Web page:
Evaluation of a Two-Source Snow–Vegetation Energy Balance Model for Estimating Surface Energy Fluxes in a Rangeland Ecosystem

Cezar Kongoli Earth System Science Interdisciplinary Center, University of Maryland College Park, and NOAA/National Environmental Satellite, Data, and Information Service, College Park, Maryland

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William P. Kustas Hydrology and Remote Sensing Laboratory, Agricultural Research Service, USDA, Beltsville, Maryland

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Martha C. Anderson Hydrology and Remote Sensing Laboratory, Agricultural Research Service, USDA, Beltsville, Maryland

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John M. Norman Department of Soil Science, University of Wisconsin—Madison, Madison, Wisconsin

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Joseph G. Alfieri Hydrology and Remote Sensing Laboratory, Agricultural Research Service, USDA, Beltsville, Maryland

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Gerald N. Flerchinger Northwest Watershed Research Center, Agricultural Research Service, USDA, Boise, Idaho

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Danny Marks Northwest Watershed Research Center, Agricultural Research Service, USDA, Boise, Idaho

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Abstract

The utility of a snow–vegetation energy balance model for estimating surface energy fluxes is evaluated with field measurements at two sites in a rangeland ecosystem in southwestern Idaho during the winter of 2007: one site dominated by aspen vegetation and the other by sagebrush. Model parameterizations are adopted from the two-source energy balance (TSEB) modeling scheme, which estimates fluxes from the vegetation and surface substrate separately using remotely sensed measurements of land surface temperature. Modifications include development of routines to account for surface snowmelt energy flux and snow masking of vegetation. Comparisons between modeled and measured surface energy fluxes of net radiation and turbulent heat showed reasonable agreement when considering measurement uncertainties in snow environments and the simplified algorithm used for the snow surface heat flux, particularly on a daily basis. There was generally better performance over the aspen field site, likely due to more reliable input data of snow depth/snow cover. The model was robust in capturing the evolution of surface energy fluxes during melt periods. The model behavior was also consistent with previous studies that indicate the occurrence of upward sensible heat fluxes during daytime owing to solar heating of vegetation limbs and branches, which often exceeds the downward sensible heat flux driving the snowmelt. However, model simulations over aspen trees showed that the upward sensible heat flux could be reversed for a lower canopy fraction owing to the dominance of downward sensible heat flux over snow. This indicates that reliable vegetation or snow cover fraction inputs to the model are needed for estimating fluxes over snow-covered landscapes.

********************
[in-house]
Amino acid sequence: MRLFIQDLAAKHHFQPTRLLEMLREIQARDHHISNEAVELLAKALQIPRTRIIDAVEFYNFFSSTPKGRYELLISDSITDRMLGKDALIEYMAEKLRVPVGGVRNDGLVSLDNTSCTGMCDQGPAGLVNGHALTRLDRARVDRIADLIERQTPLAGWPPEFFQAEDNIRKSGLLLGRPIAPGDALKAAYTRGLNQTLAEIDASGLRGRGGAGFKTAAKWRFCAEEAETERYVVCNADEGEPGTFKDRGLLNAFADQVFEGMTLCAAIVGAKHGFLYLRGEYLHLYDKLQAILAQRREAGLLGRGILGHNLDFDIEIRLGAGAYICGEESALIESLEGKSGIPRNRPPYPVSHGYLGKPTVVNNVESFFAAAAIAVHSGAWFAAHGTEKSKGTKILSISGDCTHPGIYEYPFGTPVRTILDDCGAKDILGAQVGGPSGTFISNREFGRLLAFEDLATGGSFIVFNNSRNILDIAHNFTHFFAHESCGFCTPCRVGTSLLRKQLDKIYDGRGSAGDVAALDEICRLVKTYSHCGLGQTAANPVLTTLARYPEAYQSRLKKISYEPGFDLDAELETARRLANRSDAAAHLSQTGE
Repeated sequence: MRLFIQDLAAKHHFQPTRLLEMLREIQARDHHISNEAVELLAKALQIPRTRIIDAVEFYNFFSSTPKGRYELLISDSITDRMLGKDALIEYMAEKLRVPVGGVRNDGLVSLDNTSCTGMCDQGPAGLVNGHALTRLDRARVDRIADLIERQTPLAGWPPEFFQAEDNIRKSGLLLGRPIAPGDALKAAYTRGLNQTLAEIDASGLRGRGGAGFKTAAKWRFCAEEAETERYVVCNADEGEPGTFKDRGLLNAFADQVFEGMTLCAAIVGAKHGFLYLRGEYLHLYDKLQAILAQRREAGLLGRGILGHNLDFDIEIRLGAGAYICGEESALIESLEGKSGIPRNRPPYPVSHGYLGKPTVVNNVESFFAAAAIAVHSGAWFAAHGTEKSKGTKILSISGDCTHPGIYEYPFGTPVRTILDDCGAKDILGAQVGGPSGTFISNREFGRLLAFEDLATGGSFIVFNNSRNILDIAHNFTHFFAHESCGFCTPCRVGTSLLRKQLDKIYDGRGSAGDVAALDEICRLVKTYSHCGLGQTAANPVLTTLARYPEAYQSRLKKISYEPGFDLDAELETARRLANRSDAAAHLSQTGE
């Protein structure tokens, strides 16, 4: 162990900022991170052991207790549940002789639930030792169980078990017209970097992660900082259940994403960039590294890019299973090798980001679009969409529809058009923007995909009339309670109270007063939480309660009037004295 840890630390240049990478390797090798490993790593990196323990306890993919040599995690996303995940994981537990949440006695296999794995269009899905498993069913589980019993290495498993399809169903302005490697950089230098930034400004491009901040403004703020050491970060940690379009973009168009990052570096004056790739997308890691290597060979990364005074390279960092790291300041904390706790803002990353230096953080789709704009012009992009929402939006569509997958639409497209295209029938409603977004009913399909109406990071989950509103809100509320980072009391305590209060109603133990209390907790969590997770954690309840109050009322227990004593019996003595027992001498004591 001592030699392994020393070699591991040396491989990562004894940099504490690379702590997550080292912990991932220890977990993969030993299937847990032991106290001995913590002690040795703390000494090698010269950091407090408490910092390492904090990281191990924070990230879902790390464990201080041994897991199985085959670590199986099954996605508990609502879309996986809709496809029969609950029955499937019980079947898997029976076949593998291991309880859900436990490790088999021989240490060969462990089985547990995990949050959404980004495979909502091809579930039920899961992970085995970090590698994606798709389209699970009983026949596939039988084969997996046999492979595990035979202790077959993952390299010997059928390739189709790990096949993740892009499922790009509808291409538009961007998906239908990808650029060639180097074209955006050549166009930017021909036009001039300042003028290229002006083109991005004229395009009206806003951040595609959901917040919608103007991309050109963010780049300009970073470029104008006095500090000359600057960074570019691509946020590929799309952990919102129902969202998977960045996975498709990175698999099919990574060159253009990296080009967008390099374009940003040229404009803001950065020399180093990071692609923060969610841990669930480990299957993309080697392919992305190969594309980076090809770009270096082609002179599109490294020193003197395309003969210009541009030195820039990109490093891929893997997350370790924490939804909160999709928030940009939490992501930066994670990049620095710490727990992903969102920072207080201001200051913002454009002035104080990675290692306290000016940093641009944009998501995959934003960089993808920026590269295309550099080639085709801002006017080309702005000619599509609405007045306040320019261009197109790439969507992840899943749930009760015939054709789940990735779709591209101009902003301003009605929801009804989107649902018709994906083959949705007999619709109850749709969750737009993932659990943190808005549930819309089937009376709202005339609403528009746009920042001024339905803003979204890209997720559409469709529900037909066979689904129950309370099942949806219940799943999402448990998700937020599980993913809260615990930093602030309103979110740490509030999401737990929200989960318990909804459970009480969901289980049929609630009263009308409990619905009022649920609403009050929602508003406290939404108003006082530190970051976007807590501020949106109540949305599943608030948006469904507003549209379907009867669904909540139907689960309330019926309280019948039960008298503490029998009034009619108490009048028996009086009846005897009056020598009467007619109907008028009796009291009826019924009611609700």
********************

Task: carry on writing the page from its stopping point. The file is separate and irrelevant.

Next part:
Corresponding author address: Dr. Cezar Kongoli, NOAA/NESDIS, NOAA Center for Weather and Climate Prediction (NCWCP), 5830 University Research Ct. 2804, College Park, MD 20740. E-mail: cezar.kongoli@noaa.gov

Abstract

The utility of a snow–vegetation energy balance model for estimating surface energy fluxes is evaluated with field measurements at two sites in a rangeland ecosystem in southwestern Idaho during the winter of 2007: one site dominated by aspen vegetation and the other by sagebrush. Model parameterizations are adopted from the two-source energy balance (TSEB) modeling scheme, which estimates fluxes from the vegetation and surface substrate separately using remotely sensed measurements of land surface temperature. Modifications include development of routines to account for surface snowmelt energy flux and snow masking of vegetation. Comparisons between modeled and measured surface energy fluxes of net radiation and turbulent heat showed reasonable agreement when considering measurement uncertainties in snow environments and the simplified algorithm used for the snow surface heat flux, particularly on a daily basis. There was generally better performance over the aspen field site, likely due to more reliable input data of snow depth/snow cover. The model was robust in capturing the evolution of surface energy fluxes during melt periods. The model behavior was also consistent with previous studies that indicate the occurrence of upward sensible heat fluxes during daytime owing to solar heating of vegetation limbs and branches, which often exceeds the downward sensible heat flux driving the snowmelt. However, model simulations over aspen trees showed that the upward sensible heat flux could be reversed for a lower canopy fraction owing to the dominance of downward sensible heat flux over snow. This indicates that reliable vegetation or snow cover fraction inputs to the model are needed for estimating fluxes over snow-covered landscapes.

Corresponding author address: Dr. Cezar Kongoli, NOAA/NESDIS, NOAA Center for Weather and Climate Prediction (NCWCP), 5830 University Research Ct. 2804, College Park, MD 20740. E-mail: cezar.kongoli@noaa.gov
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